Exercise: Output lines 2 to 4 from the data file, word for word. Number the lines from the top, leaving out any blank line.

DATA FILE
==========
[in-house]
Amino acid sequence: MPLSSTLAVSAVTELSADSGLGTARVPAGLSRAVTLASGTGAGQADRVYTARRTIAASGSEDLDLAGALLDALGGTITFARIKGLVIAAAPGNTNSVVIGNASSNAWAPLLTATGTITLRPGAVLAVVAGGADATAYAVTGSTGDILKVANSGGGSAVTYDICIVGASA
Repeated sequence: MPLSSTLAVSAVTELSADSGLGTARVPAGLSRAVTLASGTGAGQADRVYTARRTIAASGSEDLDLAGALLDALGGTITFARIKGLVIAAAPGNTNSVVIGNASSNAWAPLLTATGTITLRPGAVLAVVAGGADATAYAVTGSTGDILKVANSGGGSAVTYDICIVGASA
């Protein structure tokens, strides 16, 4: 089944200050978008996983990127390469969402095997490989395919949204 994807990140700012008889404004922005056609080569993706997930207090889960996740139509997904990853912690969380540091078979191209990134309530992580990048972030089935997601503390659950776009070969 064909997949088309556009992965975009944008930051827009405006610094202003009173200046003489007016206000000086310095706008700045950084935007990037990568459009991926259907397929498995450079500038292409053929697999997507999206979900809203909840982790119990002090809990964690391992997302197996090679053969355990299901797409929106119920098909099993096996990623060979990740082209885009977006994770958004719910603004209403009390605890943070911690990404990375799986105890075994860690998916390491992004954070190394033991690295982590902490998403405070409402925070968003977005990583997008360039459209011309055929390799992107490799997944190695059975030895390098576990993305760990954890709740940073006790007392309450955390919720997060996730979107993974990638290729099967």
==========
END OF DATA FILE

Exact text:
Amino acid sequence: MPLSSTLAVSAVTELSADSGLGTARVPAGLSRAVTLASGTGAGQADRVYTARRTIAASGSEDLDLAGALLDALGGTITFARIKGLVIAAAPGNTNSVVIGNASSNAWAPLLTATGTITLRPGAVLAVVAGGADATAYAVTGSTGDILKVANSGGGSAVTYDICIVGASA
Repeated sequence: MPLSSTLAVSAVTELSADSGLGTARVPAGLSRAVTLASGTGAGQADRVYTARRTIAASGSEDLDLAGALLDALGGTITFARIKGLVIAAAPGNTNSVVIGNASSNAWAPLLTATGTITLRPGAVLAVVAGGADATAYAVTGSTGDILKVANSGGGSAVTYDICIVGASA
């Protein structure tokens, strides 16, 4: 089944200050978008996983990127390469969402095997490989395919949204 994807990140700012008889404004922005056609080569993706997930207090889960996740139509997904990853912690969380540091078979191209990134309530992580990048972030089935997601503390659950776009070969 064909997949088309556009992965975009944008930051827009405006610094202003009173200046003489007016206000000086310095706008700045950084935007990037990568459009991926259907397929498995450079500038292409053929697999997507999206979900809203909840982790119990002090809990964690391992997302197996090679053969355990299901797409929106119920098909099993096996990623060979990740082209885009977006994770958004719910603004209403009390605890943070911690990404990375799986105890075994860690998916390491992004954070190394033991690295982590902490998403405070409402925070968003977005990583997008360039459209011309055929390799992107490799997944190695059975030895390098576990993305760990954890709740940073006790007392309450955390919720997060996730979107993974990638290729099967």